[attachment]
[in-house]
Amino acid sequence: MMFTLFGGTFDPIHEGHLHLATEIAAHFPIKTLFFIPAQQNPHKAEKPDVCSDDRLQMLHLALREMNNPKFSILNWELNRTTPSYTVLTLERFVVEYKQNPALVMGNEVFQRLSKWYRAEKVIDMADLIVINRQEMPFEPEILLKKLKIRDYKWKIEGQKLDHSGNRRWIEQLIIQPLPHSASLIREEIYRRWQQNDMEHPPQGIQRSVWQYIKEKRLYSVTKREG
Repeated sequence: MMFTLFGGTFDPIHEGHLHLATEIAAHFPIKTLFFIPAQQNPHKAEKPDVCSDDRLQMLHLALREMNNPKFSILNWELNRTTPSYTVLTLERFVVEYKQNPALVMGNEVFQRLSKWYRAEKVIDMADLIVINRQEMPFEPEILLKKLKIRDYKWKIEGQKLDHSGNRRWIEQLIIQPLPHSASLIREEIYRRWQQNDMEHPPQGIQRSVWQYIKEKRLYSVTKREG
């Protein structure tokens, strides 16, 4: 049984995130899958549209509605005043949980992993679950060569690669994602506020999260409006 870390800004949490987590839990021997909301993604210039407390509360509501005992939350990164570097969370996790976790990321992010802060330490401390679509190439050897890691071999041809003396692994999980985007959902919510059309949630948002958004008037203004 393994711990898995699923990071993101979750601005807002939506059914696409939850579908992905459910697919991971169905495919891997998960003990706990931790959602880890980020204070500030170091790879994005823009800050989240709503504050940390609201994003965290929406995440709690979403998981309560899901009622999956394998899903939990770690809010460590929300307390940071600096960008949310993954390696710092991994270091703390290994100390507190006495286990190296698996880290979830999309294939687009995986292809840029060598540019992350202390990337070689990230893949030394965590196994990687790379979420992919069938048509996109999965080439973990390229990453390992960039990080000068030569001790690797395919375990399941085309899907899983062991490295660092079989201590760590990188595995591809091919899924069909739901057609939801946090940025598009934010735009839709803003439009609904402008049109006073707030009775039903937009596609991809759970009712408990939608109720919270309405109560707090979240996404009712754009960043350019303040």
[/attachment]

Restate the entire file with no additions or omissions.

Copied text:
[in-house]
Amino acid sequence: MMFTLFGGTFDPIHEGHLHLATEIAAHFPIKTLFFIPAQQNPHKAEKPDVCSDDRLQMLHLALREMNNPKFSILNWELNRTTPSYTVLTLERFVVEYKQNPALVMGNEVFQRLSKWYRAEKVIDMADLIVINRQEMPFEPEILLKKLKIRDYKWKIEGQKLDHSGNRRWIEQLIIQPLPHSASLIREEIYRRWQQNDMEHPPQGIQRSVWQYIKEKRLYSVTKREG
Repeated sequence: MMFTLFGGTFDPIHEGHLHLATEIAAHFPIKTLFFIPAQQNPHKAEKPDVCSDDRLQMLHLALREMNNPKFSILNWELNRTTPSYTVLTLERFVVEYKQNPALVMGNEVFQRLSKWYRAEKVIDMADLIVINRQEMPFEPEILLKKLKIRDYKWKIEGQKLDHSGNRRWIEQLIIQPLPHSASLIREEIYRRWQQNDMEHPPQGIQRSVWQYIKEKRLYSVTKREG
């Protein structure tokens, strides 16, 4: 049984995130899958549209509605005043949980992993679950060569690669994602506020999260409006 870390800004949490987590839990021997909301993604210039407390509360509501005992939350990164570097969370996790976790990321992010802060330490401390679509190439050897890691071999041809003396692994999980985007959902919510059309949630948002958004008037203004 393994711990898995699923990071993101979750601005807002939506059914696409939850579908992905459910697919991971169905495919891997998960003990706990931790959602880890980020204070500030170091790879994005823009800050989240709503504050940390609201994003965290929406995440709690979403998981309560899901009622999956394998899903939990770690809010460590929300307390940071600096960008949310993954390696710092991994270091703390290994100390507190006495286990190296698996880290979830999309294939687009995986292809840029060598540019992350202390990337070689990230893949030394965590196994990687790379979420992919069938048509996109999965080439973990390229990453390992960039990080000068030569001790690797395919375990399941085309899907899983062991490295660092079989201590760590990188595995591809091919899924069909739901057609939801946090940025598009934010735009839709803003439009609904402008049109006073707030009775039903937009596609991809759970009712408990939608109720919270309405109560707090979240996404009712754009960043350019303040």